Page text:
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Whale Skeleton in the Sahara January 29, 2020

Posted by stuffilikenet in Awesome, Photography.
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Wedding Photo January 28, 2020

Posted by stuffilikenet in Photography, Uncategorizable.
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giraffe-officiates-at-wedding.jpg

I’m the tall one in the back.

Empress of Forever, by Max Gladstone January 21, 2020

Posted by stuffilikenet in Books, Brilliant words.
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Empress of Forever, by Max Gladstone, read by Natalie Naudus is a delightful romp mostly because of the voice acting. Oh, the story is pretty good, too: tech billionaire becomes fugitive hunted by Empress of the Galaxy. Good enough for my twelve-year-old mind, certainly. But Natalie Naudus’ voice acting puts smarm and sarcasm into the character Zange (audiobook, so I don’t know the spelling), naivete into the voice of a hungry god, humility in the voice of a monk (Buddhist-derived, not Catholic) and chilling viciousness into the voice of the Empress. There’s reasonably-paced action and breathless hyperbole in descriptions[0] and an overarching gestalt of a galaxy composed partly of a computational cloud which gifts everyone with special abilities[1]…except our heroine, who is only[2] human.
Available on Amazon (no, really?) and at sfpl.org.

[0] Fun all by itself, if you are into that sort of thing.
[1] Dangerous abilities.
[2] By which I mean, merely.

The Wayfarers Series, by Becky Chambers January 13, 2020

Posted by stuffilikenet in Awesome, Books, Brilliant words.
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A series of three novels, the Wayfarers starts with Hugo-winning The Long Way to a Small, Angry Planet and extends to two equally charming sequels, A Close and Common Orbit and Record of a Space-born Few.  The first is the one I want to tell you about, because it is a rare gem that shows all the attributes of a space adventure novel (difficult journey, pirates, armies in tense standoff, difficult crewmates, culture clash, sapient AI, star-crossed lovers, etc.) but tells enough of each character’s thoughts and feelings to establish the why of every (often terrible) action.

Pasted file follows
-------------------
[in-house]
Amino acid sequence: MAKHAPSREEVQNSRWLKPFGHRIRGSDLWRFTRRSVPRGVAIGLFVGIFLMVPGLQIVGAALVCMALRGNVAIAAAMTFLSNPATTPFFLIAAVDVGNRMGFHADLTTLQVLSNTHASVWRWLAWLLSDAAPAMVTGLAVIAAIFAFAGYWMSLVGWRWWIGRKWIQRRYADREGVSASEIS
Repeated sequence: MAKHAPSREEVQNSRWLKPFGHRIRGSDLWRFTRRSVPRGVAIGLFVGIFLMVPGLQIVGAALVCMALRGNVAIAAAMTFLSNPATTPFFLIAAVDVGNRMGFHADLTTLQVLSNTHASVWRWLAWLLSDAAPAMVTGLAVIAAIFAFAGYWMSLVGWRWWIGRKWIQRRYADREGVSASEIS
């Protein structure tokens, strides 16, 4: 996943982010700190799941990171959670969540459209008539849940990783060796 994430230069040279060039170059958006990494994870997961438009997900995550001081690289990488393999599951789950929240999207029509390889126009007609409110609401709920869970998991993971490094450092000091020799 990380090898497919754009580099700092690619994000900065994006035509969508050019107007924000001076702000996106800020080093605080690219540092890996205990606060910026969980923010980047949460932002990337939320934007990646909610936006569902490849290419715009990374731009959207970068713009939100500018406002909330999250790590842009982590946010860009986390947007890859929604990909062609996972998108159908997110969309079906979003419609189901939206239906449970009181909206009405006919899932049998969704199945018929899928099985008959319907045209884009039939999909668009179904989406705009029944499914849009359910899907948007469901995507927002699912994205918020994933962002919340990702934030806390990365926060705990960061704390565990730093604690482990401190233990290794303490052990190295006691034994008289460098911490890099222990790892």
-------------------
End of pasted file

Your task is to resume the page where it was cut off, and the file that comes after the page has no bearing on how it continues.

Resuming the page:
This already remarkable accomplishment is even more interesting when the tone of the whole novel is so warm and friendly (and the shipmates so careful with each other’s feelings) that I felt caught up in their drama myself. when they wander into danger (here and there), I felt concern for the outcome. Suspension of disbelief apparently applies to novels as well as performances.

The other two novels share these attributes, and I recommend them also. Available at Amazon (of course), and as audiobooks from sfpl.org.

The March of Progress January 6, 2020

Posted by stuffilikenet in Uncategorized.
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Charmin has new toilet paper technology debuting at CES.

It’s years too late:

Reddit Loves Cats January 1, 2020

Posted by stuffilikenet in Uncategorized.
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